Thursday, May 20, 2010

Who Needs Access?

Back at the 1996 NCAA men's basketball tournament, or at least TigerBlog is pretty sure it was the 1996 tournament, then-OAC staffer Vinnie DiCarlo was standing on the court the day before the games, when the teams have open practices.

DiCarlo was wearing his all-access pass, when one of the fans in the stands asked him what his pass meant.

"It means," Vinnie said, "that I have access to all."

TigerBlog has been to, by his count, a lot of NCAA tournaments, mostly in basketball and lacrosse. Back when he was a novice at the experience, he was fascinated that he had a pass of any kind and the access that goes with it.

There's something special about having access, all or otherwise, at an NCAA event. The entire crowd goes one way; you get to go another, through the secret door or on the magic elevator. It's like the media version of getting one of Willy Wonka's golden tickets.

TigerBlog has saved several of the credentials he's gotten through the years, as do many people who get them. For what reason? Who knows.

The NCAA quarterfinals for men's lacrosse are here Saturday, with Notre Dame against Maryland at noon and North Carolina against Duke at 2:30. TB's role in this event includes being the media coordinator, which includes putting together the credentials.

For the regular lacrosse season, TB made one kind of pass. It had a picture of a game from last year at Class of 1952 Stadium, and it said "Princeton men's lacrosse 2010."

These passes were used as season, single-game, photo, anything. One pass fits all.

For Saturday's event, TigerBlog has passes labeled "media," "photo," "medical," "official," "VIP," "ESPN," "team bench," "participant" and of course the granddaddy of them all, "all-access."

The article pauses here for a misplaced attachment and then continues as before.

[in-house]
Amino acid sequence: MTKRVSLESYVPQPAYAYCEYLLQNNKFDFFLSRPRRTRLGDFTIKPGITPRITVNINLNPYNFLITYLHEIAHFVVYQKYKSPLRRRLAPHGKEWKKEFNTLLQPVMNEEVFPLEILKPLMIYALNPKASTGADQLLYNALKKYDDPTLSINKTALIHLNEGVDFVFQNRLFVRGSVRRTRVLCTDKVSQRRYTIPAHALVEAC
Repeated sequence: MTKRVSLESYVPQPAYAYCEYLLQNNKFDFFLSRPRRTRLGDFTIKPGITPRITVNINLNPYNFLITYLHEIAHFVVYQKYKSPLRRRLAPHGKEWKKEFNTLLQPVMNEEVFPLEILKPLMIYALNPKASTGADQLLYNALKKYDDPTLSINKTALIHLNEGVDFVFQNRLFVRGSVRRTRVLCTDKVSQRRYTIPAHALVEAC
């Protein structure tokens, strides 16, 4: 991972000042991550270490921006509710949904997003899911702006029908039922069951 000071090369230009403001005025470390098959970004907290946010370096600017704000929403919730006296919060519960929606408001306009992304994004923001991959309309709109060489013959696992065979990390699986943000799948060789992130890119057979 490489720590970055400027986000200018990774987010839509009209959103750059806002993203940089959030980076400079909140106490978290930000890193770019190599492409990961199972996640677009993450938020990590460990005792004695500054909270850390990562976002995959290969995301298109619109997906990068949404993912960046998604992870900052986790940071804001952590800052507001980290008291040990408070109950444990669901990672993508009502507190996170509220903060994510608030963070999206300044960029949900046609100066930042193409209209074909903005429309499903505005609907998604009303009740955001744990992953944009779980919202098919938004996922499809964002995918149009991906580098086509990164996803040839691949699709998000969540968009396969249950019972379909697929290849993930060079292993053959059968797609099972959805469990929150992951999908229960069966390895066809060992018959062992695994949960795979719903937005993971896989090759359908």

What's the difference between, say, participant and team bench? Well, each team has a certain number of players who can be in uniform, and they get participant passes to get into the stadium. During the game, of course, they're in uniform. The team bench passes are for coaches, equipment people, non-dressed players, etc.

Of course, each team also gets two medical passes, for a doctor and trainer.

And VIP? That's for the hospitality area. Unlike the other passes, a VIP one doesn't get you into the stadium, only into the hospitality area. VIPs also need to have a ticket to the game.

TigerBlog's philosophy on credentials is to keep it as simple as possible, as the lacrosse passes for the regular season suggest.

TB's experience with the National Football League suggests that the league doesn't share that philosophy, what with the "limited access" and "temporary access" passes. The NFL has so many different kinds of passes that they print up poster boards that have pictures of each pass on them so that the security people can keep them all straight.

In past years, TB tried to have more complicated credentialing for regular season football, until it dawned on him one day what the point of all these passes is: to give you access to certain areas and not to others.

On a regular Princeton football Saturday, there's no need to have, say, a difference between a photo pass and a media pass. It's not like access will become restricted from any place in the stadium anyway.

Then there's the whole issue of enforcement.

Two weeks ago, TB had an all-access pass for the Ivy League men's lacrosse tournament at Cornell. TB was there for the semifinals Friday and the final Sunday, and he went everywhere on Schoellkopf Field. At no point did he display his credential or get asked to show it.

The same is true for any Princeton event here. Maybe it's TB's authoritative way of carrying himself. Or the "Princeton Athletics" shirts that the staff here wears.Ti

The event here Saturday will be a little different, and the NCAA championships will be even tighter to get around.

Also back in 1996 - TB is sure about this one - TB worked for the University communications office when then-President Bill Clinton spoke on campus at graduation. TB was a liaison for the national press corps, and part of his job involved helping issue credentials.

This time, credentials were a must, and nobody was walking one inch past the line where they were supposed to be.

Unlike an NCAA championship event, the people doing the checking carried very, very big guns.

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